MUSC Leads State in Biomedical Research Funding

Contact: Heather Woolwine

Sept. 15, 2016

CHARLESTON, SC – The Medical University of South Carolina (MUSC) continues to lead the state in biomedical research with more than $259 million in grant support from outside sources, including more than $109 million from the National Institutes of Health (NIH).

In addition to increases in federally funded research, MUSC noted marked increases in corporate-sponsored research since 2014, with this year’s total at more than $70 million.

"This year, our total extramural grant funding topped more than $250 million for the first time in MUSC's history,” said Kathleen Brady, M.D., Ph.D., MUSC vice president of research. “The projects funded range from innovative nanoparticle approaches and drug delivery to broad outreach campaigns designed to build healthier communities and determine the best approaches to reach rural and underserved communities with state-of-the-art medical treatment. This is a testimony to the excellence, innovation and hard work of the MUSC research community and its dedication to the health of South Carolina and the nation."

Interesting ongoing research at MUSC includes:

Researchers are cautiously optimistic about a brain cancer treatment involving a virus being tested at the MUSC Hollings Cancer Center. Neuro-oncologist David Cachia, M.D., said he doesn’t want to raise false hope, but he is fascinated by the possibilities.
Researchers harness power of viruses to fight cancer

SmartState Center of Economic Excellence AT&T Distinguished Endowed Chair in Cancer Equity and Department of Psychiatry and Behavioral Sciences professor, Chanita Hughes-Halbert, Ph.D., serves as the contact principal investigator for the MUSC Transdisciplinary Collaborative Center. Hughes-Halbert is also program leader for the Cancer Control Research Program at the Hollings Cancer Center, and is an expert in cancer prevention and control, minority health, and developing and implementing health interventions into clinical and community settings.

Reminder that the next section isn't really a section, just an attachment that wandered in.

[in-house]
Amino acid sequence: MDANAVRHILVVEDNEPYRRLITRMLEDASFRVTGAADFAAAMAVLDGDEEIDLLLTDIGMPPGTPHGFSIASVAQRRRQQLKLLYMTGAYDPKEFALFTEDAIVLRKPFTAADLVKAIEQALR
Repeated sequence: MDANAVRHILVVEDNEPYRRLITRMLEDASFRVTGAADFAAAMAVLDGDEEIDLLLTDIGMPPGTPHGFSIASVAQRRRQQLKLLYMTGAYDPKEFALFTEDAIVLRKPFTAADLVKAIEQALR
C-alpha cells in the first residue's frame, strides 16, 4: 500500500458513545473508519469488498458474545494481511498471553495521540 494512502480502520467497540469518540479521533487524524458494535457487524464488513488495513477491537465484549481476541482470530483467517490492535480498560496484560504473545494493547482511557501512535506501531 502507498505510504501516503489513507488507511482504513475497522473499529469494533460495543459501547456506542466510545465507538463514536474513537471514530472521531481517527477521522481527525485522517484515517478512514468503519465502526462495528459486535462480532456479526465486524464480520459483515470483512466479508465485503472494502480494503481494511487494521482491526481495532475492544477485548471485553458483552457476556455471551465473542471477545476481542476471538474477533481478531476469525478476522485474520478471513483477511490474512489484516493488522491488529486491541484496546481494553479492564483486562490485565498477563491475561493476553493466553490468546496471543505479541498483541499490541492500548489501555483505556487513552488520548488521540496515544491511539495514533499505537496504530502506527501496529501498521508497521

Great discoveries do come in small packages. Few know that better than Ann-Marie Broome, Ph.D., who feels nanotechnology holds the future of medicine with its ability to deliver powerful drugs in tiny, designer packages. Her latest research finds the perfect application: targeting cancerous brain tumor cells. Results from her recent paper published online in the international journal Nanomedicine – Future Medicine found that a lipid nanocarrier engineered to be small enough to get past the blood-brain barrier could be targeted to deliver a chemotherapeutic drug more efficiently to tumor cells in the brain

For more in-depth information about MUSC’s research and programs, visit Research.

About MUSC

Founded in 1824 in Charleston, The Medical University of South Carolina is the oldest medical school in the South. Today, MUSC continues the tradition of excellence in education, research, and patient care. MUSC educates and trains more than 3,000 students and 700 residents in six colleges (Dental Medicine, Graduate Studies, Health Professions, Medicine, Nursing, and Pharmacy), and has nearly 14,000 employees, including approximately 1,500 faculty members. As the largest non-federal employer in Charleston, the university and its affiliates have collective annual budgets in excess of $2.4 billion, with an annual economic impact of more than $3.8 billion and annual research funding in excess of $250 million. MUSC operates a 700-bed medical center, which includes a nationally recognized Children's Hospital, the Ashley River Tower (cardiovascular, digestive disease, and surgical oncology), Hollings Cancer Center (a National Cancer Institute-designated center), Level I Trauma Center, Institute of Psychiatry, and the state’s only transplant center. In 2017, for the third consecutive year, U.S. News & World Report named MUSC Health the number one hospital in South Carolina. For more information on academic programs or clinical services, visit For more information on hospital patient services, visit